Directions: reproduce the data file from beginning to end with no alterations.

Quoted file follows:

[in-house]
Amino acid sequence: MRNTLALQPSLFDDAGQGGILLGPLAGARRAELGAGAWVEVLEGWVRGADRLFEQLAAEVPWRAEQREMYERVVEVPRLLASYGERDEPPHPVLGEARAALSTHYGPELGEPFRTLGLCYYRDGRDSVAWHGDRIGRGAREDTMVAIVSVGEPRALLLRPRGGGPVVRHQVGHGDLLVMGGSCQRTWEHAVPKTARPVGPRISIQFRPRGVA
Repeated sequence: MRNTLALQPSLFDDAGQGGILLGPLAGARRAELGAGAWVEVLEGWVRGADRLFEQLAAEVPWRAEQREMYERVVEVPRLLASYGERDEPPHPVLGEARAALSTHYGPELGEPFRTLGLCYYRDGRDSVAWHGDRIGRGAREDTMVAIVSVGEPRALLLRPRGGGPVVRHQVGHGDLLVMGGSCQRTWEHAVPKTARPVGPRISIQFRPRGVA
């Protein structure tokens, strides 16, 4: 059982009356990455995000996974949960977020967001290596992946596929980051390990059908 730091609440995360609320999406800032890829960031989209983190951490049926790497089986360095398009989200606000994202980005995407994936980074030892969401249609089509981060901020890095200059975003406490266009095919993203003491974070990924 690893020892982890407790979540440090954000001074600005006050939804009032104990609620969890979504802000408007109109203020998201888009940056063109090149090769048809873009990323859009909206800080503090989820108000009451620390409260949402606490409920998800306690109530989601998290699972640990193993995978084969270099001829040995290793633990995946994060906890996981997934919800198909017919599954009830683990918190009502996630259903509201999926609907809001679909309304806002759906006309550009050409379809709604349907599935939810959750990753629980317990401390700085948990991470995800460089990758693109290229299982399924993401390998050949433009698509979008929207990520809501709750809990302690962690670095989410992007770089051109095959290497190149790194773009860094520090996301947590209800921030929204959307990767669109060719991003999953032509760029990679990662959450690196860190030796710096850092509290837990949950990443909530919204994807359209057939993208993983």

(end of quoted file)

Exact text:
[in-house]
Amino acid sequence: MRNTLALQPSLFDDAGQGGILLGPLAGARRAELGAGAWVEVLEGWVRGADRLFEQLAAEVPWRAEQREMYERVVEVPRLLASYGERDEPPHPVLGEARAALSTHYGPELGEPFRTLGLCYYRDGRDSVAWHGDRIGRGAREDTMVAIVSVGEPRALLLRPRGGGPVVRHQVGHGDLLVMGGSCQRTWEHAVPKTARPVGPRISIQFRPRGVA
Repeated sequence: MRNTLALQPSLFDDAGQGGILLGPLAGARRAELGAGAWVEVLEGWVRGADRLFEQLAAEVPWRAEQREMYERVVEVPRLLASYGERDEPPHPVLGEARAALSTHYGPELGEPFRTLGLCYYRDGRDSVAWHGDRIGRGAREDTMVAIVSVGEPRALLLRPRGGGPVVRHQVGHGDLLVMGGSCQRTWEHAVPKTARPVGPRISIQFRPRGVA
């Protein structure tokens, strides 16, 4: 059982009356990455995000996974949960977020967001290596992946596929980051390990059908 730091609440995360609320999406800032890829960031989209983190951490049926790497089986360095398009989200606000994202980005995407994936980074030892969401249609089509981060901020890095200059975003406490266009095919993203003491974070990924 690893020892982890407790979540440090954000001074600005006050939804009032104990609620969890979504802000408007109109203020998201888009940056063109090149090769048809873009990323859009909206800080503090989820108000009451620390409260949402606490409920998800306690109530989601998290699972640990193993995978084969270099001829040995290793633990995946994060906890996981997934919800198909017919599954009830683990918190009502996630259903509201999926609907809001679909309304806002759906006309550009050409379809709604349907599935939810959750990753629980317990401390700085948990991470995800460089990758693109290229299982399924993401390998050949433009698509979008929207990520809501709750809990302690962690670095989410992007770089051109095959290497190149790194773009860094520090996301947590209800921030929204959307990767669109060719991003999953032509760029990679990662959450690196860190030796710096850092509290837990949950990443909530919204994807359209057939993208993983």